Animal-control authorities now have a mandate to explore options other than lethal when dealing with mountain lions that visit residential areas but behave in non-threatening ways.
In signing a bill by state Senator Jerry Hill, D-San Mateo, Gov. Jerry Brown on Sept. 6 expanded the choices available to authorities from the Department of Fish and Wildlife (DFW) and its partners, including the Peninsula Humane Society, veterinarians, zoos, colleges, universities and nonprofit organizations with the expertise to assist with mountain lion incidents.
Authorities must use non-lethal procedures -- including capture, pursuit, anesthetizing, marking, transporting, hazing, relocating, rehabilitating and/or providing veterinary care -- in resolving situations when lions are not behaving aggressively and are not presenting an imminent threat to public health or safety, according to Sen. Hill's office.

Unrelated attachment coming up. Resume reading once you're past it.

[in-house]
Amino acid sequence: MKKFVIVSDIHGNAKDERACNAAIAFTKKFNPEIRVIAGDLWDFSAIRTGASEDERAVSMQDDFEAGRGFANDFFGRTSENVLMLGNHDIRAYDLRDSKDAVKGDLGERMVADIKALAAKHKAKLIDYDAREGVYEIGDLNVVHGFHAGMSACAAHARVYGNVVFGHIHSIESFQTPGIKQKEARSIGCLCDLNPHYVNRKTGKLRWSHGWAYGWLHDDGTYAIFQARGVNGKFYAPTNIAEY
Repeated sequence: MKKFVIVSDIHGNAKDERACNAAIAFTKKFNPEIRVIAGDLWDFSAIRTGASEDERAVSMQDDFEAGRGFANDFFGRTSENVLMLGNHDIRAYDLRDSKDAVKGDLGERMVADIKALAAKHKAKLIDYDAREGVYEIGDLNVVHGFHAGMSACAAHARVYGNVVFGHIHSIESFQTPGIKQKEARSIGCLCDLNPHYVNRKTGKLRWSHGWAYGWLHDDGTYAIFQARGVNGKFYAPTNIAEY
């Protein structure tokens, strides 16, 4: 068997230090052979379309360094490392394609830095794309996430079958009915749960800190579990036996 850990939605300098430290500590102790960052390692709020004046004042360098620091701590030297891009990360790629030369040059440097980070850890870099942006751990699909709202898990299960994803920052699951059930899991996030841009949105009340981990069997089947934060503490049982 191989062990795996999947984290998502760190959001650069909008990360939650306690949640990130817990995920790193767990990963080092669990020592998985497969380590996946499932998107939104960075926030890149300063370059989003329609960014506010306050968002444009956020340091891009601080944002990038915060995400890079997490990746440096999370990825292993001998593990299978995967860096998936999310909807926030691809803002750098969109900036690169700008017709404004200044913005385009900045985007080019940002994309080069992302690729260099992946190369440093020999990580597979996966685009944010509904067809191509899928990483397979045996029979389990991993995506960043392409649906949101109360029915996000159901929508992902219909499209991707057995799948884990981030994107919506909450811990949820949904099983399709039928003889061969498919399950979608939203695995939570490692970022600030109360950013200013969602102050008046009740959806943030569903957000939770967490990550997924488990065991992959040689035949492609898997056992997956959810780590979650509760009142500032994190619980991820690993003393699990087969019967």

Assemblymen Rich Gordon, D-Menlo Park, and Kevin Mullin, D-South San Francisco, co-authored the bill.
The Peninsula Humane Society says it rescued 1,450 wild animals in San Francisco, San Mateo and Santa Clara counties over the previous 12 months.